You want to find the center of your joists for maximum safety. If you’re on the edge of a joist you risk having the bolt split the wood or having the unit pull out from the ceiling over time under load. A stud finder can be helpful or you can just tap on the ceiling and listening for the solid sound it makes when you are hitting a stud. Mark as close to the middle of that as you can get.
If you install the unit right up against the wall your job is a bit easier but in any case, you will need a tape measure or a laser measuring tool to figure out where to put the braces and drill your holes. The key things are to make sure you are measuring from the wall toward the middle and are in the center of the joist.
Selecting the best storage system for you
There are lots of different options for hanging your things from a ceiling and which one of these you choose has a lot to do with what you want to store.
If you are storing kayaks, paddle/surfboards or other oversized sporting equipment you might want to look at specific solutions that cater to your needs and properly protect your equipment. For instance, you never want to hang your kayak from the lift handles or suspend it right-side-up as this will warp and damage it. You want to hang it on its side to prevent damage.
A more general solution like a mounted rack can be perfect for boxes and other stackable items. Fleximounts makes great, easy to install solutions that are rated up to 560 lbs. They come in a variety of sizes so make sure you get the one that works best for your area. Here’s a link to them on Amazon. Fleximounts also makes wall shelf units and various accessories. You can read more about adjustable shelves from Fleximounts by reading our in-depth review here.
If you want to get fancy you can get a pulley and cable system for not too much more money. You can even get a motorized system that will help save your back and still keep things out of the way, like this one on Amazon.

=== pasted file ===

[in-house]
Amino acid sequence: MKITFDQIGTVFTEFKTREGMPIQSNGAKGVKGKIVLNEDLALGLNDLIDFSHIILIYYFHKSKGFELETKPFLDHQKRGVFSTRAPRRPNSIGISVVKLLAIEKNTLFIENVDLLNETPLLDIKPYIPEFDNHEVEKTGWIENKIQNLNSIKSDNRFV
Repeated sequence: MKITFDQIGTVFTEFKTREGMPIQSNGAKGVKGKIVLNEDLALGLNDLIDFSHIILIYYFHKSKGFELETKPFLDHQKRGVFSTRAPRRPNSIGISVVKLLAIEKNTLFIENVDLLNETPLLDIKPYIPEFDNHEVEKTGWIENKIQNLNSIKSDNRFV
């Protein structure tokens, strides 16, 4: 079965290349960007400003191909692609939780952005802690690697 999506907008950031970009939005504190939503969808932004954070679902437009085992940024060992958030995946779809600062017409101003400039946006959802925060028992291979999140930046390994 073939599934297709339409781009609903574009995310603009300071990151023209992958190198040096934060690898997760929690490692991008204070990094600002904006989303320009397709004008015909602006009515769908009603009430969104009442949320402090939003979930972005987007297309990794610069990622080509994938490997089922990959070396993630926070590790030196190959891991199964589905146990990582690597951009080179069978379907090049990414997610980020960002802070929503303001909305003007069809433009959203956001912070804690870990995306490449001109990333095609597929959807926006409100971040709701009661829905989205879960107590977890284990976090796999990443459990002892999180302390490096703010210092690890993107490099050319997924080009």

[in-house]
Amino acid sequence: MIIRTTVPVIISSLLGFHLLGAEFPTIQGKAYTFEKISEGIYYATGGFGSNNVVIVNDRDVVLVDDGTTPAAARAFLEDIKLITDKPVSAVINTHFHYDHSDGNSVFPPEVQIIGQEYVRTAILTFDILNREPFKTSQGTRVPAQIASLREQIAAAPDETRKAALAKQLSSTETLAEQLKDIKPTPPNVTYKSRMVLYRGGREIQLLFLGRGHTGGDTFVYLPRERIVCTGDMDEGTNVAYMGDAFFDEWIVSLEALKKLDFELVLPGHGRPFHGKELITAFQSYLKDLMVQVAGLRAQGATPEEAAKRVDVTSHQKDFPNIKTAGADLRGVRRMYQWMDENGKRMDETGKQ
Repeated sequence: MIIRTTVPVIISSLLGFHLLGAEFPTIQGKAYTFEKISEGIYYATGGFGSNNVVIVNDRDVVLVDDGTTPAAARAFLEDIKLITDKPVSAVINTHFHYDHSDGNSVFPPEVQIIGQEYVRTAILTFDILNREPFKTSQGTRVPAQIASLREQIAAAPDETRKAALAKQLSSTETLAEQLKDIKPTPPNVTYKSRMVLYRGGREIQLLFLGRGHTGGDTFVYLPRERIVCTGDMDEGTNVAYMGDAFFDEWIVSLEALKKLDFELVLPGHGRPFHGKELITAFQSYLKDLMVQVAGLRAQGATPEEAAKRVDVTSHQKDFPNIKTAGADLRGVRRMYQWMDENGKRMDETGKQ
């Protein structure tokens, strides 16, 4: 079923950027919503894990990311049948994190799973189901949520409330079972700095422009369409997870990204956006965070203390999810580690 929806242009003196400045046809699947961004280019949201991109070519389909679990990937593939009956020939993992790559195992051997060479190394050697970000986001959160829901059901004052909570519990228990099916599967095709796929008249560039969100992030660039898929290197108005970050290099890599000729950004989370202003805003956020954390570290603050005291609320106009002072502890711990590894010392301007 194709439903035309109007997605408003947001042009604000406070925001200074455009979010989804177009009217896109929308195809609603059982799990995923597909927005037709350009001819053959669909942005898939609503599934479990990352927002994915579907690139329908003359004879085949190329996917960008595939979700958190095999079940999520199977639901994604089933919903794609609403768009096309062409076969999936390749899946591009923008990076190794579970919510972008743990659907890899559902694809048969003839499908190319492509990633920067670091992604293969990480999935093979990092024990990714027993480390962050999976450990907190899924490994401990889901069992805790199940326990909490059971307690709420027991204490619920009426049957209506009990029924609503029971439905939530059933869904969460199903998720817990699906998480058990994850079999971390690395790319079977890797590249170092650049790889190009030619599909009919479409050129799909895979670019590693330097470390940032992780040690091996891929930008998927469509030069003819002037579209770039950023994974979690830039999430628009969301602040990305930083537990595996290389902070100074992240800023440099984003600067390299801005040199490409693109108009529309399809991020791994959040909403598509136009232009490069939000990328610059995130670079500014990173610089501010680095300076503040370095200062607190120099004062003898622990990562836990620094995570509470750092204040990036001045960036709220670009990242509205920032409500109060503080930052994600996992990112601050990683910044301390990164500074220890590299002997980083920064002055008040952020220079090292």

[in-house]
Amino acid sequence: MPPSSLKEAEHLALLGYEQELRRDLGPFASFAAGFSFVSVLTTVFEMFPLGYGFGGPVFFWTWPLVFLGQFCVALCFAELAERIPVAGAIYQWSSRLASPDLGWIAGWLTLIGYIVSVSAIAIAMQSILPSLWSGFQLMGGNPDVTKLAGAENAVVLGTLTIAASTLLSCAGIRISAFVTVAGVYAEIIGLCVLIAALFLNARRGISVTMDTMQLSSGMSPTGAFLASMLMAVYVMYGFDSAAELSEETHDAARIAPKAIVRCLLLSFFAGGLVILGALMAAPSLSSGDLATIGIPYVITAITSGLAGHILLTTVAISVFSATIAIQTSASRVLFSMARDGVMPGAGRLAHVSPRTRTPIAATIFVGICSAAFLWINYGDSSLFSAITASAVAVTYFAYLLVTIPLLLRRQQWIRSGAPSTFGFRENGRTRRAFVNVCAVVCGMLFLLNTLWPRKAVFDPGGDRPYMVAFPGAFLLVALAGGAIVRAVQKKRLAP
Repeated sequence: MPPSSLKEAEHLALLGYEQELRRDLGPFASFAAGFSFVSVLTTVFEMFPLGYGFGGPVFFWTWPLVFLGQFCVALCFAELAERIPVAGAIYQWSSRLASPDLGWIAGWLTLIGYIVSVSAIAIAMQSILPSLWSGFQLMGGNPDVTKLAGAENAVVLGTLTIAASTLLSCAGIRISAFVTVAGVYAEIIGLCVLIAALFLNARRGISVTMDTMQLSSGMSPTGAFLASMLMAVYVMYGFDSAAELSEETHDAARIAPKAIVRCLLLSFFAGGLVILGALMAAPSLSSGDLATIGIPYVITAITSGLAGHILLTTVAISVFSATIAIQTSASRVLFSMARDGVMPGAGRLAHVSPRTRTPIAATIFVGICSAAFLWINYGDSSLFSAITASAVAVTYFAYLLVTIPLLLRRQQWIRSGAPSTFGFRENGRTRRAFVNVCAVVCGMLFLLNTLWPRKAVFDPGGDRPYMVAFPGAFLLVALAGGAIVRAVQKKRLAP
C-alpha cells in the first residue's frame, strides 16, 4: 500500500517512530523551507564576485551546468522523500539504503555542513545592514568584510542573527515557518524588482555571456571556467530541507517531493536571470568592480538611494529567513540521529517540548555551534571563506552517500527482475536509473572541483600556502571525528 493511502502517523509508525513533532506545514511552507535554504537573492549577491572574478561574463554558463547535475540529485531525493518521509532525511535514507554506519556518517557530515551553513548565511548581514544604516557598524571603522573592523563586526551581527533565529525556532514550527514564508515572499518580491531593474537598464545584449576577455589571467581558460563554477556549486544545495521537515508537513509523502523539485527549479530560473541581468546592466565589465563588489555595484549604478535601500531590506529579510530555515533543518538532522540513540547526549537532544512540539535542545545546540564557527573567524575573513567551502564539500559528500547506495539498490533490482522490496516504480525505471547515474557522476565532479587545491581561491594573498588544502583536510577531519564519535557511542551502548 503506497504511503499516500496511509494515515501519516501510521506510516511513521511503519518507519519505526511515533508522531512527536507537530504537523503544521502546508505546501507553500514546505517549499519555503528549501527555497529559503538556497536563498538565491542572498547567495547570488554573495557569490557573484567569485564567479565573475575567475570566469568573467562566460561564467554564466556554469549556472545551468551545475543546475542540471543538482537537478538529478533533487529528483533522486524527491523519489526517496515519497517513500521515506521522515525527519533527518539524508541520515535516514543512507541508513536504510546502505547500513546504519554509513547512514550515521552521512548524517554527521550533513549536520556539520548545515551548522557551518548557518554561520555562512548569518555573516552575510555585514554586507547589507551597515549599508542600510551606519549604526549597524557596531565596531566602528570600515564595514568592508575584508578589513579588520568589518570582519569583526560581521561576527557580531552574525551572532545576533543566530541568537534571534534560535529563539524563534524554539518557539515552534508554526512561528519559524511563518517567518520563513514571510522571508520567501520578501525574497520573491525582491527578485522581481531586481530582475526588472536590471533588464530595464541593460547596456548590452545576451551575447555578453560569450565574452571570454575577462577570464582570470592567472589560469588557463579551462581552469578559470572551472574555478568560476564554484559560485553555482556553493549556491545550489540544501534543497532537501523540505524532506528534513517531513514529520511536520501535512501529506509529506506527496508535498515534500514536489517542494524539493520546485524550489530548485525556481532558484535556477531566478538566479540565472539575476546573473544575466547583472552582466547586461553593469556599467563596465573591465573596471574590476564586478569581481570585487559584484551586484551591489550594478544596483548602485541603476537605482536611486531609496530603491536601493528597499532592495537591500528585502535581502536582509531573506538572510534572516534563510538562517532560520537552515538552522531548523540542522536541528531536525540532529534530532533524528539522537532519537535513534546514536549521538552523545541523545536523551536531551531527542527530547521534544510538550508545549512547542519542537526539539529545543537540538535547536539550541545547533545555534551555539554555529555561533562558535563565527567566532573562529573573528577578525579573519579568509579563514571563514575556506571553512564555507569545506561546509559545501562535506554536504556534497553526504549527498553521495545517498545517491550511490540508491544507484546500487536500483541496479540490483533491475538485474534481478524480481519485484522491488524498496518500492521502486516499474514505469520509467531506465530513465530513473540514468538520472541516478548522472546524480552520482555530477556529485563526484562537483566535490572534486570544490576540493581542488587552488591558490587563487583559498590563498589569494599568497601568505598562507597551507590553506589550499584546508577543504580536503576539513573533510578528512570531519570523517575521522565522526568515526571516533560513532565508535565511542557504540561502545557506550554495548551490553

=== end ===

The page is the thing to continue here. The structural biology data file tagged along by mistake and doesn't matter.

What not to store in your ceiling rack system
As convenient as it is to hang storage from the ceiling, remember that gravity is not your friend. Even though your system has a very high weight rating it is probably not good to push it to the max. So leave the heavy bags of cement to a sturdy wall unit like the Rhino Shelf (click the link to find out why they are my personal favorites or just get them on Amazon) or a solid freestanding shelf rack like the ones made by Edsal. Check Edsal shelves out here on Amazon.
Likewise, store unstable objects (an absurd example would be bowling balls) or fragile objects lower to the ground. A little common sense can save you a trip to the body shop or an awkward and embarrassing explanation to the ER nurse.
Lighting and work areas
One last thing to consider is how overhead storage will affect the lighting in your garage. If you have any kind of work area this is especially important.
Overhead storage units can also provide the opportunity to add additional lighting. If you opted to put your unit close to a wall or corner directly above a workbench, you can use the underside of that unit to hang lighting. It’s a great place to hang some tools and other essentials. If your unit is in the middle of the ceiling, a spotlight for your work will counteract the shadows.
If you’ve read this far, thank you. I hope I have answered some question for you and gave you some food for thought. The big takeaways here, I think are, distribute your load across joists and measure carefully.